La La Land
Director: Damien Chazelle
Screenwriter: Damien Chazelle
Cast: Ryan Gosling, Emma Stone, John Legend, Rosemarie DeWitt, J. K. Simmons
Distributor: Summit Entertainment
Rated PG-13 | 128 minutes
Release Date: December 9, 2016
There’s really no simple way to put this, but La La Land is one of those rare, unforgettable movie going experiences that will be talked about for years to come. And that doesn’t even sum up how good it is. Damien Chazelle‘s follow-up to Whiplash reminds us of why we go to the movies, and believe me, this is a movie that needs to be seen in a theater.
The film pays homage to the days of Hollywood where Fred Astaire and Ginger Rogers graced the screen with beautiful songs and elegant dances. But it is also a love letter to the luster and sparkle of Los Angeles, which attracts the hopeless romantics and the dreamers hoping to find love and reach for the stars, all the while learning that the city can also be crushing and unforgiving. In the end, Chazelle’s latest film is a true work of art that cannot be missed. Check out the full review below.
La La Land is set in a modern-day Los Angeles and centers on two struggling artists: the young actress Mia (Emma Stone) and classic jazz musician Sebastian (Ryan Gosling). Mia goes from audition to audition in hopes of becoming a big time actress, while also working at a Hollywood studio coffee shop to cover the bills. Sebastian is a jazz bar pianist who refuses to play the Christmas-friendly setlist approved by his curmudgeon of a boss (J.K Simmons). But before these two star-crossed lovers can become everyone’s favorite couple, we have to talk about how they first met.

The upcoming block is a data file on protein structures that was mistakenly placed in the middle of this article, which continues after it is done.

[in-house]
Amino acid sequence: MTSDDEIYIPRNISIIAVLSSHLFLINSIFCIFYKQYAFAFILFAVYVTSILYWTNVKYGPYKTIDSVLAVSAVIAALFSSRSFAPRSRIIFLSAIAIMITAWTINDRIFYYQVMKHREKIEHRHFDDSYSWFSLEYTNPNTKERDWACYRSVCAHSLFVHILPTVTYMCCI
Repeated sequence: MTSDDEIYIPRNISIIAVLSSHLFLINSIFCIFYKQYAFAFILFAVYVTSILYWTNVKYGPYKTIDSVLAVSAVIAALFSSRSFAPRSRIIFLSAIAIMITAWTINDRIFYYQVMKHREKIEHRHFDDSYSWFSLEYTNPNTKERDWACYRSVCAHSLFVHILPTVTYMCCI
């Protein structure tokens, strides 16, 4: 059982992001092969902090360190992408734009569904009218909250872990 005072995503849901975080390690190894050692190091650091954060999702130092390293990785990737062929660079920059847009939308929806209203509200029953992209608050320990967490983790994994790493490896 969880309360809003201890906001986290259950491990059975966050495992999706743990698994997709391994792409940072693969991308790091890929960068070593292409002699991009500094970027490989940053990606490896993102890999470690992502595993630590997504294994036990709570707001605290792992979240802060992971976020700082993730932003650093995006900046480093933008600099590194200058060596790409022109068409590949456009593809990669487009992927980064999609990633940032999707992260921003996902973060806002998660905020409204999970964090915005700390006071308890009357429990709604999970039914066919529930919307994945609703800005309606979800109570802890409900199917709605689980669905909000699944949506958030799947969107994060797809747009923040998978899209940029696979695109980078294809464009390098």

This is diving a bit into spoiler territory, but the film opens with a spectacular one-shot musical number that takes place on a crowded L.A. freeway, where the 105 connects to the 110. The song, “Another Day In The Sun,” energizes the room with its jazzy and sunny disposition, with a vibrant multicultural mix of song and dance. As the camera moves seamlessly through the crowd of the melting pot that is Los Angeles, dancers twist, musicians play, skaters whiz by, and even actors who let go of their frustrations of being in gridlock by bursting out of their vehicles and get into singing and dancing to a song. Did I mention how spectacular this opening sequence was, because I can’t tell you how spectacular it was, you’ll just have to believe me.
It is at that moment that we see Mia and Sebastian meet for the first time, albeit it was a very unhappy encounter. You see Emma is holding up traffic as she recites her lines for an audition, so Sebastian lets out his frustration by giving her a drive-by dirty look, to which Mia responds by flipping him the bird. And so, this soon leads to the two meeting up more frequently, with the both of them denying there is an attraction towards each other. It’s inevitable storytelling, but since Gosling and Stone have such wonderful chemistry together, it works.
The beauty of La La Land doesn’t end with its characters, but the way the story weaves itself into the beauty of the city of Los Angeles. A city where dreams begin and can come true, but can also be crushing and depressing should anything go wrong. Indeed, for a major metropolis like LA to look so glittery, it’s easy to see why the dreamers believe that the city can deliver its promise on making those dreams come true. The way Chazelle shot Los Angeles makes it feel as though the city was an actual character, with the lighting, sounds, and people giving it a personality. It can be sunny and fun even during times of stress when stuck in traffic, and it can be romantic as Sebastian lifts Mia into the starry backdrop of the Griffith Observatory. Then it can be lonely as a single spotlight is cast on the subject at the center of attention. Whatever it is, Chazelle manages to juggle all of these tones with grace.